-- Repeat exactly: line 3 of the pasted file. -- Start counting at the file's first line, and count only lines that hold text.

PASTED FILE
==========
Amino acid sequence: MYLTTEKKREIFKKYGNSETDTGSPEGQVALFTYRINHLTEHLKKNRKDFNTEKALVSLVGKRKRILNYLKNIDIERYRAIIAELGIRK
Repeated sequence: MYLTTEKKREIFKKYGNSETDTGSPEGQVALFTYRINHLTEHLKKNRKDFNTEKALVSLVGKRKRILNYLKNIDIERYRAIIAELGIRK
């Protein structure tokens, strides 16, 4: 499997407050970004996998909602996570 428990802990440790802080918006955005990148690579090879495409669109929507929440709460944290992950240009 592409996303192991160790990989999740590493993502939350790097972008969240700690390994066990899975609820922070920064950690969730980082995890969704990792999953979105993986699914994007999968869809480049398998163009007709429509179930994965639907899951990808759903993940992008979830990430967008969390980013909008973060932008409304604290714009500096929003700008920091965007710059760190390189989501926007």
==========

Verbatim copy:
């Protein structure tokens, strides 16, 4: 499997407050970004996998909602996570 428990802990440790802080918006955005990148690579090879495409669109929507929440709460944290992950240009 592409996303192991160790990989999740590493993502939350790097972008969240700690390994066990899975609820922070920064950690969730980082995890969704990792999953979105993986699914994007999968869809480049398998163009007709429509179930994965639907899951990808759903993940992008979830990430967008969390980013909008973060932008409304604290714009500096929003700008920091965007710059760190390189989501926007």